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MS Subscription Coming Soon to an Area Near You....

Discussion in 'General Software' started by WildWestDesigns, Dec 10, 2019.

  1. WildWestDesigns

    WildWestDesigns Major Contributor

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    I had forgotten about this, but I do think that there was some stirrings of it last year, about the same time.

    Now, the article did say that MS may drop Win 10 (and maybe games) from the bundle as most people would already have Win 10 installed on a computer that they buy. I can easily see this being an option for people that do custom builds where an OS is not installed by an OEM and/or maybe having certain niche features that a targeted group (gamers, designers etc) may need being subscription based, but that's me speculating. Some little niche feature to unlock being subscription based. Again, I'm speculating here.

    It may flop, sometimes they do well with enterprise, but not well with consumers trying to replicate an earlier success that they had with enterprise users.

    Be interesting how this plays out that's for sure.
     
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  2. JBurton

    JBurton Signtologist

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    Yay, another chance to get nickled and dimed to death! Anybody else contemplating paying for the extended windows 7 support?
     
  3. WildWestDesigns

    WildWestDesigns Major Contributor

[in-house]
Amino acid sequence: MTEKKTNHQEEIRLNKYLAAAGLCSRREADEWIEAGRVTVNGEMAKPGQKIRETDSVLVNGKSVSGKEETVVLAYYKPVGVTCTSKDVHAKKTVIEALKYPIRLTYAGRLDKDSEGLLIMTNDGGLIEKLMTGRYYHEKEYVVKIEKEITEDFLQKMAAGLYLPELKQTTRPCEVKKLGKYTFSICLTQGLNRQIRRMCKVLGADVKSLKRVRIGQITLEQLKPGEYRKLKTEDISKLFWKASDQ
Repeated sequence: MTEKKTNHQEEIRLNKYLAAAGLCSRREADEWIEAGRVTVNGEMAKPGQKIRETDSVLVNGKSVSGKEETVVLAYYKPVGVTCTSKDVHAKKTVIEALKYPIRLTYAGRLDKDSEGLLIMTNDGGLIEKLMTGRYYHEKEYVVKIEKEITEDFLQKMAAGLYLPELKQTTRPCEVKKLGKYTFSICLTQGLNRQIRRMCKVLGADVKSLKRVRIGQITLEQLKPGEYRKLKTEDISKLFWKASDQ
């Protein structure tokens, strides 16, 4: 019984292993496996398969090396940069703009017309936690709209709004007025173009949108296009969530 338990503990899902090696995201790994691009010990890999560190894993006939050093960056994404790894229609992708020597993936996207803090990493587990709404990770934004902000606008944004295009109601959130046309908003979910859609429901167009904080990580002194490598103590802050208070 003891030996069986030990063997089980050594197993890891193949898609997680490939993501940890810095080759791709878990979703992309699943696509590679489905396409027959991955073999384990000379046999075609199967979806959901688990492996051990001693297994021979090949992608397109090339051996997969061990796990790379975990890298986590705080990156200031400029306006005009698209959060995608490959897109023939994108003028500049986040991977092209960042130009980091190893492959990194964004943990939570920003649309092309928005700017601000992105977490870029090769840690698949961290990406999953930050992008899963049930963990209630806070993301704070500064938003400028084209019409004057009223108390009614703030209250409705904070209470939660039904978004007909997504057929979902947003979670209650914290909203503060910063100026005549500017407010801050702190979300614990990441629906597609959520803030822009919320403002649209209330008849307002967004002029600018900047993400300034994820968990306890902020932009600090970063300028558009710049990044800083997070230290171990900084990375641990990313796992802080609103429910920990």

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    I think Forbes had an article about a work around to still get updates.
     
  4. WildWestDesigns

    WildWestDesigns Major Contributor

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    Interesting, just saw this this morning.

    Now, in of itself, I don't have a problem with sending out a message. Just a message, a warning, especially for those that have an online connection (which would be easy enough to distinguish between those that are and those that aren't). However, I do have a problem with what the article claims in the 5th paragraph. One chooses the option to not be reminded and yet according to the article will still get nag warnings. If that is true, that really isn't good. Shouldn't have the option to not be reminded if this is the case. Might was well just have two options and that's it.

    As a side note, those first two options remind me of the Win 98 days and the updates there. Had a choice of doing updates right then or ask again next time online after a 24 hr delay and those were the only options. Even though that was annoying, I would prefer that to clicking something expecting a specific response (or lack thereof) and get something the exact opposite.
     
  5. Reveal1

    Reveal1 Active Member

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    I for one don't mind paying a subscription model as it provides software companies a continuous revenue stream to stay relevant. To get the Microsoft haters riled up, I have to say I absolutely love the commercial version of Office 365 as it integrates all of the Office tools with desktop versions that are always up to date on our 5 computers and four users , easy administration of Office tools and company e-mail, provides lot's of OneDrive storage, easy file sharing and archiving, reliable/secure Exchange email server and lots of features I'm still exploring. Great for a small business with multiple users and simplifies my life as a small business owner reliant on technology.

    One other thing. As an old **** that has been a tech-head and early adopter from the early PC days, I have trouble understanding the reluctance to move from WIN7. I've had many, many equipment and software changes and WIN10 has never presented a major problem as long as you use the PRO version which allows you to defer upgrades while the bugs are worked out of updates. Yes, Microsoft blew it with WIN 8, but that's ancient history in today's tech environment. WIN 10 is a great operating system and like any software requires a learning curve (but not much).